Grammy-winning rapper Eminem recently discussed his impressive decade-long run in the music industry and when he will likely hang the microphone up for good.
Although Slim Shady could not pencil in an exact date, he did admit music-making would likely end when he no longer has a hunger for the craft.
As for whether there will be a Marshall Mathers LP 3 in 2026, don’t bank on it. “I hope not,” Eminem says. “I don’t know what I’ll be doing as far as whether I’ll still be making music-I’d like to keep doing it as long as I still have the passion for it. But I hope to always be involved in hip-hop in one form or another. Because when it comes down to it, this is really all I know.” (Billboard)
Back in 2010, Em contemplated how many more years he would keep releasing music.
“…Honestly, I don’t know how much longer I have in this game. I’m always going to love hip-hop. But how much longer am I going to still do it? I couldn’t give you an answer. But the day that this is not better than the last will probably be the day I stop…I do love it so much. But even if I was rapping at 50 [years old], I don’t now if I would put it out. I know it always makes me feel better to lay things to tape, and–‘Lay the tape.’ See, I’m old school. The fans might say the sh*t is garbage. You don’t know how long people are going to want you around…Realistically, if I don’t rap, what the f*ck am I going to do? It’s too late to be unfamous at this point.” (VIBE)
A year prior, Em said he could see himself putting down the microphone for good after at least another solid decade.
“It was, ‘I don’t want to be a rapper when I’m 40,’ and the next time we talk it will be, “I don’t want to be a rapper when I’m 50.” Sixty is the cut-off. I can’t be no 60-year-old rapper, son!” (Complex)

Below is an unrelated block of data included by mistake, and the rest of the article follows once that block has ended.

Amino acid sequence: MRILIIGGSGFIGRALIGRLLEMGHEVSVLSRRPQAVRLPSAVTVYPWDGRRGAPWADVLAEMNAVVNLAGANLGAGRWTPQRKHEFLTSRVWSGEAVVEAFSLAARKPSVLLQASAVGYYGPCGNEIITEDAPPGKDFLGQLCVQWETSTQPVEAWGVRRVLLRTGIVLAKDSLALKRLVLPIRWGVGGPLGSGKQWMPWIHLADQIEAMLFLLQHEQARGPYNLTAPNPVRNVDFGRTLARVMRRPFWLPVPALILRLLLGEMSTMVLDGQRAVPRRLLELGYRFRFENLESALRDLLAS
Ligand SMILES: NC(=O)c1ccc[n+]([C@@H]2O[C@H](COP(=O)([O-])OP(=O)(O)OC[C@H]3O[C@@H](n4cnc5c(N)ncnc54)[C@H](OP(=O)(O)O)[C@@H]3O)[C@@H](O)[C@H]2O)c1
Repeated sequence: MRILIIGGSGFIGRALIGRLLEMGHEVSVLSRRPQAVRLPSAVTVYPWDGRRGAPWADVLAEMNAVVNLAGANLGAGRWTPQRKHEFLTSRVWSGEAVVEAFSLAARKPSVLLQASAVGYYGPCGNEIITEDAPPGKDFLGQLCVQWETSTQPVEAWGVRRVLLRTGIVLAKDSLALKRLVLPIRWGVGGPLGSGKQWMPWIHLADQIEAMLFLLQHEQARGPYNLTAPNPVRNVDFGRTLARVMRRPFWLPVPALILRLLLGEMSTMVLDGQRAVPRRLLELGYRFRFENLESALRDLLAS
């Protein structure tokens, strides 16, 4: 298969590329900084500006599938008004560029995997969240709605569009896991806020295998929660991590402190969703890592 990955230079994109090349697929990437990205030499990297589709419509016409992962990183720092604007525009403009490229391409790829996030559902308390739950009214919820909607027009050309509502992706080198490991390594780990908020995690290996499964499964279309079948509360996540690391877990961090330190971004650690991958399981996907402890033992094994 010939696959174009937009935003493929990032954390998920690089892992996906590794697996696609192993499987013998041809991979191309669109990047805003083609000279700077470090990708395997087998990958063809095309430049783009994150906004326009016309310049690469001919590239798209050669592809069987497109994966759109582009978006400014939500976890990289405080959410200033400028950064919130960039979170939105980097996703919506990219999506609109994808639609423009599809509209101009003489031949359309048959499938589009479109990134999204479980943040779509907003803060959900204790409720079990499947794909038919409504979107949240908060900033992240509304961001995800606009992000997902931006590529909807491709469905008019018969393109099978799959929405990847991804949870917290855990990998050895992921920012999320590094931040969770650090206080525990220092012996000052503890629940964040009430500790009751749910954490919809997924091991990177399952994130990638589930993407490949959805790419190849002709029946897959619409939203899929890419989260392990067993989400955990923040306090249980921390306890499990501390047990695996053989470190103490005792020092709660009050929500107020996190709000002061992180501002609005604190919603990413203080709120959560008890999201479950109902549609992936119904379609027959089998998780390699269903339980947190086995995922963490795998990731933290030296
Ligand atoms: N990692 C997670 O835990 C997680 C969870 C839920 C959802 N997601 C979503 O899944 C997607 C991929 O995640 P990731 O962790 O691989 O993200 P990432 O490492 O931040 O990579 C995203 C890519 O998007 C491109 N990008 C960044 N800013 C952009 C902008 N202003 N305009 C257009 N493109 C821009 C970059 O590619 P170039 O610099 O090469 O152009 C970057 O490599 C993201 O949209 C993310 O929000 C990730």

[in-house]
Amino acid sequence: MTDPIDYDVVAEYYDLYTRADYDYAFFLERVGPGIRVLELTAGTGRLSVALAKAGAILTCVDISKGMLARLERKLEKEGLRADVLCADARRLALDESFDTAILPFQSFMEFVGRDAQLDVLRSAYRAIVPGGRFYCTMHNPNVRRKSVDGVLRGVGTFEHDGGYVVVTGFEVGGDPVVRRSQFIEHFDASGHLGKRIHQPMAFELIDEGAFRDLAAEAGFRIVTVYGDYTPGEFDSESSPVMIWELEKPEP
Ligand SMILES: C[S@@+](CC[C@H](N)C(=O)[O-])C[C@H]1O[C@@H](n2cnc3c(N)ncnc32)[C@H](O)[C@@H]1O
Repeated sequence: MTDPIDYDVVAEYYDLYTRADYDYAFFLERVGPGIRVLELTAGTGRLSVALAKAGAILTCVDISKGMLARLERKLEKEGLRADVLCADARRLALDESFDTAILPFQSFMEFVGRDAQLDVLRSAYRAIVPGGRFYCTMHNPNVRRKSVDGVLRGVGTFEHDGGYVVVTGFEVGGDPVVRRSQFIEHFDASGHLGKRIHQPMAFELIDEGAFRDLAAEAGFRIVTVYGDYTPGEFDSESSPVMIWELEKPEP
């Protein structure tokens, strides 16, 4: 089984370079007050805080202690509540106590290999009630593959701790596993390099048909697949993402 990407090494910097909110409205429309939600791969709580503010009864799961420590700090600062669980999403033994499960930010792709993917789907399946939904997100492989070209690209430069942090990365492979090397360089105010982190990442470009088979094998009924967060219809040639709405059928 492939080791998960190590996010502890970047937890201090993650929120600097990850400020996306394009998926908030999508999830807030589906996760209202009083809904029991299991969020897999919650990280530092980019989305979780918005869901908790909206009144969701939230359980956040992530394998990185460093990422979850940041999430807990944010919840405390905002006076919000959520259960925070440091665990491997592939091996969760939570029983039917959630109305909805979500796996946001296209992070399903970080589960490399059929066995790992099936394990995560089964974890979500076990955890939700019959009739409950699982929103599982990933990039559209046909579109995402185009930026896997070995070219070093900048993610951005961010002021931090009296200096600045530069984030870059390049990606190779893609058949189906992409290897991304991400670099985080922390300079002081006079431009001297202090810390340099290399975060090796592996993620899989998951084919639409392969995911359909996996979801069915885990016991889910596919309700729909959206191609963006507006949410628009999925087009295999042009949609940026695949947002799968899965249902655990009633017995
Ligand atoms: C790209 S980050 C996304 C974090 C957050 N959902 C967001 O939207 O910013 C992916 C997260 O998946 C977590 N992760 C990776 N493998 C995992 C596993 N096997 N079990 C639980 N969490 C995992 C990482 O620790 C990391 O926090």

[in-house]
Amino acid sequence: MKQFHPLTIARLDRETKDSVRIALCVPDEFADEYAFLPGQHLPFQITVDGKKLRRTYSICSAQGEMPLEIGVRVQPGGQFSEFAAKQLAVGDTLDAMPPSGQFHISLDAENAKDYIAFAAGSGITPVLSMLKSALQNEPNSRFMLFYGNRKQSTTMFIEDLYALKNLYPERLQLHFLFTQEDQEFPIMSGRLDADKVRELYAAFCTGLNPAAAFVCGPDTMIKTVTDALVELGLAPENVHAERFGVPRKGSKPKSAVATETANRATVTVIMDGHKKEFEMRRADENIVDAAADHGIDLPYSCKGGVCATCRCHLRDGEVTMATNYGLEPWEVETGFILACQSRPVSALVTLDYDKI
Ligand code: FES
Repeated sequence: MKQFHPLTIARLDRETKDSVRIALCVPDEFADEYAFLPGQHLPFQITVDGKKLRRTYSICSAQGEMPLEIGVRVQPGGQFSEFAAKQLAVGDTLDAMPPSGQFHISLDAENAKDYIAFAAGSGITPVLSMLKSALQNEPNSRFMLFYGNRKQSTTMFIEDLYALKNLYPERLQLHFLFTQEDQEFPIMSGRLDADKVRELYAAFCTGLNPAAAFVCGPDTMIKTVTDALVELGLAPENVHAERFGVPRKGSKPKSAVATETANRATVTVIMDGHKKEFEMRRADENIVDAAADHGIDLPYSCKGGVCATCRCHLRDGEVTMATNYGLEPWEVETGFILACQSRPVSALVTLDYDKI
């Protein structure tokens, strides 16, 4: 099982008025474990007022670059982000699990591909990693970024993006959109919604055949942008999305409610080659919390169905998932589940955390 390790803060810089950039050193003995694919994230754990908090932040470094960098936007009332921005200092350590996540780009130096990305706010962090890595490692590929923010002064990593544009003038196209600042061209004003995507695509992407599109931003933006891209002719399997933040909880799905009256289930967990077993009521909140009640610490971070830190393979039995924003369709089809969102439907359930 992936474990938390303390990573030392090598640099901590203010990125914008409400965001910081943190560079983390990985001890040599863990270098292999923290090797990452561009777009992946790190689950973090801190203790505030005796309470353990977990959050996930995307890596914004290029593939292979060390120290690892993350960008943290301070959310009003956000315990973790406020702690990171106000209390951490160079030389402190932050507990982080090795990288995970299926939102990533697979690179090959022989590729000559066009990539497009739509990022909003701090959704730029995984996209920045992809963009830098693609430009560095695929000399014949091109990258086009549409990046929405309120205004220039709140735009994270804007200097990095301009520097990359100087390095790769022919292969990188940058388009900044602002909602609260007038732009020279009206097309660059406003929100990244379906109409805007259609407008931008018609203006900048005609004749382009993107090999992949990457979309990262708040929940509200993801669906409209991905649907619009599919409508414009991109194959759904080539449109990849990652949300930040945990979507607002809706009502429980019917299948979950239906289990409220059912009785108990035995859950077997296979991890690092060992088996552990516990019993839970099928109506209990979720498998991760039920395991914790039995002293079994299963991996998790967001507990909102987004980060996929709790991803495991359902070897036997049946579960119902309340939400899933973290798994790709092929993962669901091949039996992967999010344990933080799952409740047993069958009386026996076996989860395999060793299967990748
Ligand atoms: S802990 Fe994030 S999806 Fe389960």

Hip-hop pioneer Rakim previously spoke to SOHH about when rappers should call it quits.
“Yeah, I think what’s happening is, rappers are becoming, especially for people that love a rapper, rap and hip-hop come to party,” Rakim explained. “You can’t just put it down. It’s not like sports where you know, you lose a step. You can lose skills in rapping of course, but it’s a little different man and I think sitting back and watching the R&B genre, you got, at any awards show and you see brothers like Al Green come out and tear it down. It’s longevity in R&B and I think if it’s done right, to an extent, I think we can have a little longer gevity in hip-hop, it don’t just have to be a young music anymore. You got people like myself, I’m in my 40’s now, early, early early like real early. I just touched 40, but still, I don’t plan on stop listening to rap anytime soon and I don’t plan stop rhyming no time soon and it’s that tug-of-war with the fans. Every time you see the fans or go to a show, they’re like ‘Yo, do another album,’ so it’s like that love between the two, the fans and your music. I think we should stretch out our age limit as far as hip-hop ’cause if that’s the case, I think when brothers grow up they just want to leave rap entirely and listen to other genres of music so I think there is room for a little mature sound of hip-hop, for the older, grown and sexy, whatever you wanna call it.” (SOHH)